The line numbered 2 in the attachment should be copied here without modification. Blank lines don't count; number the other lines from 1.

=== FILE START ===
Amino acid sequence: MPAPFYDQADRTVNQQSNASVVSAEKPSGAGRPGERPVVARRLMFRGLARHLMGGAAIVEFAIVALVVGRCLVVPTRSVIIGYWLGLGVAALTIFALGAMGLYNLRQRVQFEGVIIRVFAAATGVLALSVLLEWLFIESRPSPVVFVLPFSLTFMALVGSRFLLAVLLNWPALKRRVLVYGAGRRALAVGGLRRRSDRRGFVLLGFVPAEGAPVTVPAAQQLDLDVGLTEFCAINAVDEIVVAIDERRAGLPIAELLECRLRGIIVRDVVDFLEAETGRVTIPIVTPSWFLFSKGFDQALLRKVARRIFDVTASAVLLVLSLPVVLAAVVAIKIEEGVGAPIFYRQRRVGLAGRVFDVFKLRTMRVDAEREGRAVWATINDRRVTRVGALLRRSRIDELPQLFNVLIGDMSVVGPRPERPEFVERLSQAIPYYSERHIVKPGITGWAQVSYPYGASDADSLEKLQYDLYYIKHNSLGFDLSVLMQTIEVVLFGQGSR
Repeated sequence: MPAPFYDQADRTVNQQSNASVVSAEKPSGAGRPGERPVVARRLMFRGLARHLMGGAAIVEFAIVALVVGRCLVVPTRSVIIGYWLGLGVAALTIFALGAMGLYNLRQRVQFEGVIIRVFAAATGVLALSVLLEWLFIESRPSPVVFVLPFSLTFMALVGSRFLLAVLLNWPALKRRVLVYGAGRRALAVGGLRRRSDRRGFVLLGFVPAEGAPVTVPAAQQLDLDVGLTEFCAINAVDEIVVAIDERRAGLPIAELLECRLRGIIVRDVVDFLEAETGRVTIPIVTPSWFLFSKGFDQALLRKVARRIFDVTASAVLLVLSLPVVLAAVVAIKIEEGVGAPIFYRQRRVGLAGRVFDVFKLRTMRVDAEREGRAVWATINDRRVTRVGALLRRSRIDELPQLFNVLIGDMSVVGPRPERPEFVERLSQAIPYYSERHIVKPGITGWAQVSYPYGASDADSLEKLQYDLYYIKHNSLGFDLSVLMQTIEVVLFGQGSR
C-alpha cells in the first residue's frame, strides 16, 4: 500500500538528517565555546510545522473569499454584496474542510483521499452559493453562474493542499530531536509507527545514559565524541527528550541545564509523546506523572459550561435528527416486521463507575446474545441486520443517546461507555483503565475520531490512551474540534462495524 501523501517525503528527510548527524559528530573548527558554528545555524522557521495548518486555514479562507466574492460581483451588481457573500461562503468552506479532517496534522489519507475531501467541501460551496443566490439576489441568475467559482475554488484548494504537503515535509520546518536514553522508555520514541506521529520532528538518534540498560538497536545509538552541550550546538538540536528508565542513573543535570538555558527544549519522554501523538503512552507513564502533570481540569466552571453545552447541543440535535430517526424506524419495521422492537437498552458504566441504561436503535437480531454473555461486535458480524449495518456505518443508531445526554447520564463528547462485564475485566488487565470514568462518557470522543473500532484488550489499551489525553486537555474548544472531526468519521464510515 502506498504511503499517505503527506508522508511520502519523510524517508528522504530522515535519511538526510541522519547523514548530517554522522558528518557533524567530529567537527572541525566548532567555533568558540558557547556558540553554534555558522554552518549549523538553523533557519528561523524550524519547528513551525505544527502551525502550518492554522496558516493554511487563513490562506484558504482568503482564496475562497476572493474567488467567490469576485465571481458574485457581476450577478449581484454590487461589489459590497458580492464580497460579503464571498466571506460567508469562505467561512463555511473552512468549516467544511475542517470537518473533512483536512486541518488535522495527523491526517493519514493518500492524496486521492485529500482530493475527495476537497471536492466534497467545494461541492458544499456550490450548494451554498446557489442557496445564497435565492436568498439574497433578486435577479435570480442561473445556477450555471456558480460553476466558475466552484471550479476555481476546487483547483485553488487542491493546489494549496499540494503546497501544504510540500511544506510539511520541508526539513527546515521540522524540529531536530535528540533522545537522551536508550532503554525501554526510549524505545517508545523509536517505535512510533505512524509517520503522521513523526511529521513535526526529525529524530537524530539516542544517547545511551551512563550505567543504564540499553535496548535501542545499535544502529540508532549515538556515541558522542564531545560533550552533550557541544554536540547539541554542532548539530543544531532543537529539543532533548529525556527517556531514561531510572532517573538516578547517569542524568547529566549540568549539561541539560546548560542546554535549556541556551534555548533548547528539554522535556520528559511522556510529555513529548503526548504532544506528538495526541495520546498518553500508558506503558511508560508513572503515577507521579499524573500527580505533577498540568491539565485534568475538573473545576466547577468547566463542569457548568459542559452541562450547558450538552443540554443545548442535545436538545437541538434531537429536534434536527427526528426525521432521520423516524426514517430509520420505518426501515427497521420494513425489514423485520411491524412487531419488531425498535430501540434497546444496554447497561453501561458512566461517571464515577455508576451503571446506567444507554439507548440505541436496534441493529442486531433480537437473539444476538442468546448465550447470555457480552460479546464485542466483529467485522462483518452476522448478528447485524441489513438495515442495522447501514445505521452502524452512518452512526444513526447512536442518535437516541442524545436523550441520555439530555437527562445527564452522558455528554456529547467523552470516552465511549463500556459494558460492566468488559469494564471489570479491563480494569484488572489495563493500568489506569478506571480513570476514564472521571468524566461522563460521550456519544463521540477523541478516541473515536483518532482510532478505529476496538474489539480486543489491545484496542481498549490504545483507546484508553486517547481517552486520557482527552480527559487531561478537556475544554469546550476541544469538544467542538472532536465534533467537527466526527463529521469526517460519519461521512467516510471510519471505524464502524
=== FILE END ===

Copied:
Repeated sequence: MPAPFYDQADRTVNQQSNASVVSAEKPSGAGRPGERPVVARRLMFRGLARHLMGGAAIVEFAIVALVVGRCLVVPTRSVIIGYWLGLGVAALTIFALGAMGLYNLRQRVQFEGVIIRVFAAATGVLALSVLLEWLFIESRPSPVVFVLPFSLTFMALVGSRFLLAVLLNWPALKRRVLVYGAGRRALAVGGLRRRSDRRGFVLLGFVPAEGAPVTVPAAQQLDLDVGLTEFCAINAVDEIVVAIDERRAGLPIAELLECRLRGIIVRDVVDFLEAETGRVTIPIVTPSWFLFSKGFDQALLRKVARRIFDVTASAVLLVLSLPVVLAAVVAIKIEEGVGAPIFYRQRRVGLAGRVFDVFKLRTMRVDAEREGRAVWATINDRRVTRVGALLRRSRIDELPQLFNVLIGDMSVVGPRPERPEFVERLSQAIPYYSERHIVKPGITGWAQVSYPYGASDADSLEKLQYDLYYIKHNSLGFDLSVLMQTIEVVLFGQGSR